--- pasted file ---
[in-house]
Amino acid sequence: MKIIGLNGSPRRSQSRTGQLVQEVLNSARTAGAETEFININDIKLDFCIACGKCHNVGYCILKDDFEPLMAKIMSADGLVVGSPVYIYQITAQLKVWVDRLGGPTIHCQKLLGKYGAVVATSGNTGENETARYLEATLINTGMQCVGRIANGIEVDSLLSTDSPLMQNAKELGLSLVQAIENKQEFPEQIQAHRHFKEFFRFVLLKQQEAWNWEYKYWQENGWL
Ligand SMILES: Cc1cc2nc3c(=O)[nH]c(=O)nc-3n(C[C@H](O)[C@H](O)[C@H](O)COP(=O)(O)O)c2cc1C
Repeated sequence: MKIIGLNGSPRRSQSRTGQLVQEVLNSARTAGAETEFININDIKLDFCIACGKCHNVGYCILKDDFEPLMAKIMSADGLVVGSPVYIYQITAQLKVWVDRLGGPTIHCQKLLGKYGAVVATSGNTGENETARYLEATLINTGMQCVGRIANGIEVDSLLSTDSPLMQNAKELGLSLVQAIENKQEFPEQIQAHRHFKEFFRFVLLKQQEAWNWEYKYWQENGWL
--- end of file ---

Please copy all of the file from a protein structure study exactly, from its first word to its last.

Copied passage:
[in-house]
Amino acid sequence: MKIIGLNGSPRRSQSRTGQLVQEVLNSARTAGAETEFININDIKLDFCIACGKCHNVGYCILKDDFEPLMAKIMSADGLVVGSPVYIYQITAQLKVWVDRLGGPTIHCQKLLGKYGAVVATSGNTGENETARYLEATLINTGMQCVGRIANGIEVDSLLSTDSPLMQNAKELGLSLVQAIENKQEFPEQIQAHRHFKEFFRFVLLKQQEAWNWEYKYWQENGWL
Ligand SMILES: Cc1cc2nc3c(=O)[nH]c(=O)nc-3n(C[C@H](O)[C@H](O)[C@H](O)COP(=O)(O)O)c2cc1C
Repeated sequence: MKIIGLNGSPRRSQSRTGQLVQEVLNSARTAGAETEFININDIKLDFCIACGKCHNVGYCILKDDFEPLMAKIMSADGLVVGSPVYIYQITAQLKVWVDRLGGPTIHCQKLLGKYGAVVATSGNTGENETARYLEATLINTGMQCVGRIANGIEVDSLLSTDSPLMQNAKELGLSLVQAIENKQEFPEQIQAHRHFKEFFRFVLLKQQEAWNWEYKYWQENGWL